Poster of the Zarand, Iran Earthquake of 22 February 2005 - Magnitude 6.4
This earthquake occurred as the result of stresses generated by the motion of the Arabian plate northward against the Eurasian plate at a rate of 2 to 3 cm/yr (about one inch per year). Deformation of the Earth's crust in response to the plate motion takes place in a broad zone that spans the entire width of Iran and extends into Turkmenstan. Earthquakes occur as the result of both reverse faulting and strike-slip faulting within the zone of deformation. Preliminary analysis of the pattern of seismic-wave radiation from the February 22 earthquake is consistent with the earthquake having been caused by reverse slip on an ENE- or E-striking fault. The fault that caused the earthquake has not yet been identified; the shock took place in a region within which east-trending reverse-faults have been mapped.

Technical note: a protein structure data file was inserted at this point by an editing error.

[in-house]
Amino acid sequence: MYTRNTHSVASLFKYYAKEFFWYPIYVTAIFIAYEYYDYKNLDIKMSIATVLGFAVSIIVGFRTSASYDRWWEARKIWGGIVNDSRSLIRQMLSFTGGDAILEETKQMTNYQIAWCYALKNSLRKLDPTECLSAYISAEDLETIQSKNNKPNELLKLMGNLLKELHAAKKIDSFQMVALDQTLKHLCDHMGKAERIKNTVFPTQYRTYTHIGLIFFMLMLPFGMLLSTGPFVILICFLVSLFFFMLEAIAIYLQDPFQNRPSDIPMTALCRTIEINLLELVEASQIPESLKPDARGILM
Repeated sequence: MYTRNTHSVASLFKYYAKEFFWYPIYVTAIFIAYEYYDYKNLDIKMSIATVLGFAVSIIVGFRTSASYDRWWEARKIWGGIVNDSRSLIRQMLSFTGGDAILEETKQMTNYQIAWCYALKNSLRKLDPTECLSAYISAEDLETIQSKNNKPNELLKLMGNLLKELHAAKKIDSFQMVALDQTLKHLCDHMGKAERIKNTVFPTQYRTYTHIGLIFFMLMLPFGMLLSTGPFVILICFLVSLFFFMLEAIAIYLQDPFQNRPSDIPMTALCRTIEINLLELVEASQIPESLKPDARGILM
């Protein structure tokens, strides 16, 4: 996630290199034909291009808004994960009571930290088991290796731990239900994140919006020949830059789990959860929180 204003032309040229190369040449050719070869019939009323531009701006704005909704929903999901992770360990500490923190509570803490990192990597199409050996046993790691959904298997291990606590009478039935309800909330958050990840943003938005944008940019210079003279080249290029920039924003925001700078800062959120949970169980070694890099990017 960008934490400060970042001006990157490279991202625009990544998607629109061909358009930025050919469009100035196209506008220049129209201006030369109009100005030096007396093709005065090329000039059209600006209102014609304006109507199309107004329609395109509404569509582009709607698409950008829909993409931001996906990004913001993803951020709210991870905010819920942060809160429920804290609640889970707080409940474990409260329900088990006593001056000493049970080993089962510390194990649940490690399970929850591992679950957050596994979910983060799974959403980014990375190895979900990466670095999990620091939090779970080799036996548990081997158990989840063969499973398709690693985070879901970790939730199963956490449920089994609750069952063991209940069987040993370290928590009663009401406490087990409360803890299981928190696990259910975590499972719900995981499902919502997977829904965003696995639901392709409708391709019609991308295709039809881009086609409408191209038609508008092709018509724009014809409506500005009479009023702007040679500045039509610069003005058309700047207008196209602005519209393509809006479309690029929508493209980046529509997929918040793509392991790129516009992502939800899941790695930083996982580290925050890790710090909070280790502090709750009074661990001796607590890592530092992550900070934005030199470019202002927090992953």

The February 22 earthquake is 125 km northwest of the destructive earthquakes of June 11, 1981 (magnitude 6.6, approximately 3,000 deaths) and July 28, 1981 (magnitude 7.3, approximately 1,500 deaths) and about 250 km northwest of the devastating Bam earthquake of December 26, 2003 (magnitude 6.6, over 30,000 deaths).
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